Voluntary movements as a possible non-reflexive pain assay

Hawon Cho, Yongwoo Jang, Byeongjun Lee, Hyeyoun Chun, Jooyoung Jung, Sung Min Kim, Sun Wook Hwang, Uhtaek Oh

Research output: Contribution to journalArticlepeer-review

31 Citations (Scopus)


Background: The quantification of pain intensity in vivo is essential for identifying the mechanisms of various types of pain or for evaluating the effects of different analgesics. A variety of behavioral tests for pain measurement have been devised, but many are limited because animals are physically restricted, which affects pain sensation. In this study, pain assessment was attempted with minimal physical restriction, and voluntary movements of unrestrained animals were used to evaluate the intensities of various types of pain.Results: The number of times animals reared or total distances traveled was measured using a motion-tracking device and found to be markedly reduced in carrageenan-induced inflammatory, acetic acid-induced visceral, and streptozotocin-induced neuropathic pain tests. These two voluntary movement parameters were found to be highly correlated with paw withdrawal latency from irradiating heat. In addition, these parameters were markedly reversed by morphine and by non-steroidal anti-inflammatory drugs in inflammatory pain models. These parameters were also useful to detect hypoalgesia in TRPV1-/- mice.Conclusions: These results suggest that parameters of voluntary movement, such as, number of rearing and total distance moved, are effective indicators of pain intensity for many types of pain and that they can be used to evaluate degree of pain perception.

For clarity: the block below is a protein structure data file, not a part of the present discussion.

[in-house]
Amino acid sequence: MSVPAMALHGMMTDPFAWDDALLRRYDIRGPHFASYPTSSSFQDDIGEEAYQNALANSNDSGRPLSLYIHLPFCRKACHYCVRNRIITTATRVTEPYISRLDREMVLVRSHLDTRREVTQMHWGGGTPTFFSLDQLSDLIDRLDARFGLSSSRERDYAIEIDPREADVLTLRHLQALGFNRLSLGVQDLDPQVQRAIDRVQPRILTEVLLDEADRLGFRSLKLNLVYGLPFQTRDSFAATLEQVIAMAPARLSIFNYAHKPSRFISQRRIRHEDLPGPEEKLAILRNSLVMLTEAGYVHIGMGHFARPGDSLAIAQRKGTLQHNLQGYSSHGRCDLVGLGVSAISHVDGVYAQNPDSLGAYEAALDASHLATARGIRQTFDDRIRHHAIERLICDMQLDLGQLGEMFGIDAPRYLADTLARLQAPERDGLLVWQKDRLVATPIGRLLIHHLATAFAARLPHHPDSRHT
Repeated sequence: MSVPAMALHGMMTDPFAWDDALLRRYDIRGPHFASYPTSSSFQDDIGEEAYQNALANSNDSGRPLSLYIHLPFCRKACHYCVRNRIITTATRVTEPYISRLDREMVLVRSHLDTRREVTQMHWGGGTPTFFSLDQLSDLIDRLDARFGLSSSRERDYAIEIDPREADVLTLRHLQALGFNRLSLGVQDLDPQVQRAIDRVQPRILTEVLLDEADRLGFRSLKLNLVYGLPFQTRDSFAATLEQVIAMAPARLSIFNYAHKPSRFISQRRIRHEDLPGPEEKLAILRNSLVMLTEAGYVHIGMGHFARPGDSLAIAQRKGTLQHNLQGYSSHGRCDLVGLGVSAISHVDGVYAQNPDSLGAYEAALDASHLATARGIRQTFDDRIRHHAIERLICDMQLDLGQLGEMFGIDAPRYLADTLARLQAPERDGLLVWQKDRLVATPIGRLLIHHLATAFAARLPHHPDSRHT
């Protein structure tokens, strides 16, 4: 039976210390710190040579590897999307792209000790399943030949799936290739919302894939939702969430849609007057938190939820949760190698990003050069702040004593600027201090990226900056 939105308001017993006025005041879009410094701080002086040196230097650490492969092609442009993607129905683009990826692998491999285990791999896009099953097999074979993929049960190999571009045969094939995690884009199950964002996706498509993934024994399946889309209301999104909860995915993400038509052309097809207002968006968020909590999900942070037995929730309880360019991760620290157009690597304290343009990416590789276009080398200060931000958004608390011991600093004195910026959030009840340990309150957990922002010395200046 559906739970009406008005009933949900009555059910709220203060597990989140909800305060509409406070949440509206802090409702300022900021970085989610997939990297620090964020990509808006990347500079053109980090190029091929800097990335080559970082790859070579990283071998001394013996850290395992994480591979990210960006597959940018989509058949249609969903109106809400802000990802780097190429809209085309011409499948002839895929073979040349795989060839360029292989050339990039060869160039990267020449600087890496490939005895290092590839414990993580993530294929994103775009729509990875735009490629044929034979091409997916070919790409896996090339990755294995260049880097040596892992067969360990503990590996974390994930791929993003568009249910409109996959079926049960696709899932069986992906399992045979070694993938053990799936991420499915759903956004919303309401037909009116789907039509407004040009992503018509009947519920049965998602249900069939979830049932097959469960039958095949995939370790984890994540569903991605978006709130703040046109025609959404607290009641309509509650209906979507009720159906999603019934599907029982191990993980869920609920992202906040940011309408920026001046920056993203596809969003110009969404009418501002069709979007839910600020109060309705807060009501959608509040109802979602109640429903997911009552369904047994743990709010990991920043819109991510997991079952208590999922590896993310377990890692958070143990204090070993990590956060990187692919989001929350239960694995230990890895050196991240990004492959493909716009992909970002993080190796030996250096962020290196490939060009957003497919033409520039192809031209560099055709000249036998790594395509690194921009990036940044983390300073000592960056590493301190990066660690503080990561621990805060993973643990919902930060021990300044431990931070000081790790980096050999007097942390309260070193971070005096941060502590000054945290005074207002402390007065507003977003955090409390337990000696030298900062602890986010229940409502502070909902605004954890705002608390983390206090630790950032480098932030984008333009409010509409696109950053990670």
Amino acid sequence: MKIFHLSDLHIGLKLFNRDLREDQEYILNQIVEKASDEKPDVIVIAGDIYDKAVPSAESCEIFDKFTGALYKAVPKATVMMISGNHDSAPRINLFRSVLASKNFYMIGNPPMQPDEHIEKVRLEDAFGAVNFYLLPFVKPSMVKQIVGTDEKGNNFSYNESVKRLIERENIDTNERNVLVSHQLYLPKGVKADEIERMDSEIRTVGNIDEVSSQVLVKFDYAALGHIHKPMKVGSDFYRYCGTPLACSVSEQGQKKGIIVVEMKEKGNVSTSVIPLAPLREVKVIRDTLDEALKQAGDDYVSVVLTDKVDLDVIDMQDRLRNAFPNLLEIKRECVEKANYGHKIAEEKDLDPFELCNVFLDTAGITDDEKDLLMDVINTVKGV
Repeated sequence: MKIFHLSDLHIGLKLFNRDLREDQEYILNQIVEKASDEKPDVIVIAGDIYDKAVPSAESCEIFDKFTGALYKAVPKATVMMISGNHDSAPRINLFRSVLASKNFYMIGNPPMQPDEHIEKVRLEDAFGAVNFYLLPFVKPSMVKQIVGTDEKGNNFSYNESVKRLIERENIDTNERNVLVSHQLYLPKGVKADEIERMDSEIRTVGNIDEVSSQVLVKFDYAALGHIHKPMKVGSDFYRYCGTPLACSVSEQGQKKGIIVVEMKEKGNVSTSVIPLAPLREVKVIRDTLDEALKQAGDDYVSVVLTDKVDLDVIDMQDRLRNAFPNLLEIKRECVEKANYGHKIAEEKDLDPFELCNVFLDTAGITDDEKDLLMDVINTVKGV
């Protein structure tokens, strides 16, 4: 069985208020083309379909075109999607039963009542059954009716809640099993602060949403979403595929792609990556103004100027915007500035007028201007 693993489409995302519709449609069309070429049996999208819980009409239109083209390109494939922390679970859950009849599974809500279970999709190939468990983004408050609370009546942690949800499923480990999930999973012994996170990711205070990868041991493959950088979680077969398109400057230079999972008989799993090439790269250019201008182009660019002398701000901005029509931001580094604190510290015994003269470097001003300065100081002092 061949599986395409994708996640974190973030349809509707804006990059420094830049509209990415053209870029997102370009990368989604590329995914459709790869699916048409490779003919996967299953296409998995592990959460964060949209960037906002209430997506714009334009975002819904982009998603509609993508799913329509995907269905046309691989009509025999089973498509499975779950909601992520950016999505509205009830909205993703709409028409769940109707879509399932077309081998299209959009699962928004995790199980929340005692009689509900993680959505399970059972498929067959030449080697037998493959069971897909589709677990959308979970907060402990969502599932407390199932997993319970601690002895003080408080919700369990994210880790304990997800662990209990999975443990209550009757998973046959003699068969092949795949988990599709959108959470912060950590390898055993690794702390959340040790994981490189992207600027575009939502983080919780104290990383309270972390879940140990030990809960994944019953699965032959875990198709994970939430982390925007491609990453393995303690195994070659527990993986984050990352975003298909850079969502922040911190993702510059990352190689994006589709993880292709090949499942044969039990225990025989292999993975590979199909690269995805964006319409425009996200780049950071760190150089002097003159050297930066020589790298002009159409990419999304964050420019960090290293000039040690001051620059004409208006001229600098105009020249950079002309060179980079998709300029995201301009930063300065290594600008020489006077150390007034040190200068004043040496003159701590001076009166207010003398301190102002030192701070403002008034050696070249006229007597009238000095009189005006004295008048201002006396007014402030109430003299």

Original languageEnglish
Article number25
JournalMolecular pain
Issue number1
Publication statusPublished - 2013 May 20


  • Inflammatory pain
  • Neuropathic pain
  • Rearing
  • TRPV1
  • Total distance moved
  • Visceral pain
  • Voluntary movement

ASJC Scopus subject areas

  • Molecular Medicine
  • Cellular and Molecular Neuroscience
  • Anesthesiology and Pain Medicine


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